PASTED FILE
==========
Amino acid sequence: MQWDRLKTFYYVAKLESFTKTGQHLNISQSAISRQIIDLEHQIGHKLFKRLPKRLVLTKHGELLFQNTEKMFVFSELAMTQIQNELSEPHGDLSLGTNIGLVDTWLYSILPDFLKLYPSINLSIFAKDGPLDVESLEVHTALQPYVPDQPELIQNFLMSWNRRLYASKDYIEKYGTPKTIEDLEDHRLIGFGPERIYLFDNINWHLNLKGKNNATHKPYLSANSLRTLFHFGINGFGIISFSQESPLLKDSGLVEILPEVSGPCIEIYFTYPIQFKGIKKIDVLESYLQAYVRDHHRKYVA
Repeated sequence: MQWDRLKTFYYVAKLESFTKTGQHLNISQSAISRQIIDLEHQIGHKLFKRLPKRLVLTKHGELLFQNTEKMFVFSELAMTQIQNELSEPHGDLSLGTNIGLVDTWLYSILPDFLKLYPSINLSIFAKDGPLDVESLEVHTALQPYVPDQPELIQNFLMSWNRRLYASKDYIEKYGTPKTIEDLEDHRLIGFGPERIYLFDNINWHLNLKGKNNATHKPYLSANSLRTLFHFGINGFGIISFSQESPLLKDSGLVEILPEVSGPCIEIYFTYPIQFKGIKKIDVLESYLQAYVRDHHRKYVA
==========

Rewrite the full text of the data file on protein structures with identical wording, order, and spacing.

Amino acid sequence: MQWDRLKTFYYVAKLESFTKTGQHLNISQSAISRQIIDLEHQIGHKLFKRLPKRLVLTKHGELLFQNTEKMFVFSELAMTQIQNELSEPHGDLSLGTNIGLVDTWLYSILPDFLKLYPSINLSIFAKDGPLDVESLEVHTALQPYVPDQPELIQNFLMSWNRRLYASKDYIEKYGTPKTIEDLEDHRLIGFGPERIYLFDNINWHLNLKGKNNATHKPYLSANSLRTLFHFGINGFGIISFSQESPLLKDSGLVEILPEVSGPCIEIYFTYPIQFKGIKKIDVLESYLQAYVRDHHRKYVA
Repeated sequence: MQWDRLKTFYYVAKLESFTKTGQHLNISQSAISRQIIDLEHQIGHKLFKRLPKRLVLTKHGELLFQNTEKMFVFSELAMTQIQNELSEPHGDLSLGTNIGLVDTWLYSILPDFLKLYPSINLSIFAKDGPLDVESLEVHTALQPYVPDQPELIQNFLMSWNRRLYASKDYIEKYGTPKTIEDLEDHRLIGFGPERIYLFDNINWHLNLKGKNNATHKPYLSANSLRTLFHFGINGFGIISFSQESPLLKDSGLVEILPEVSGPCIEIYFTYPIQFKGIKKIDVLESYLQAYVRDHHRKYVA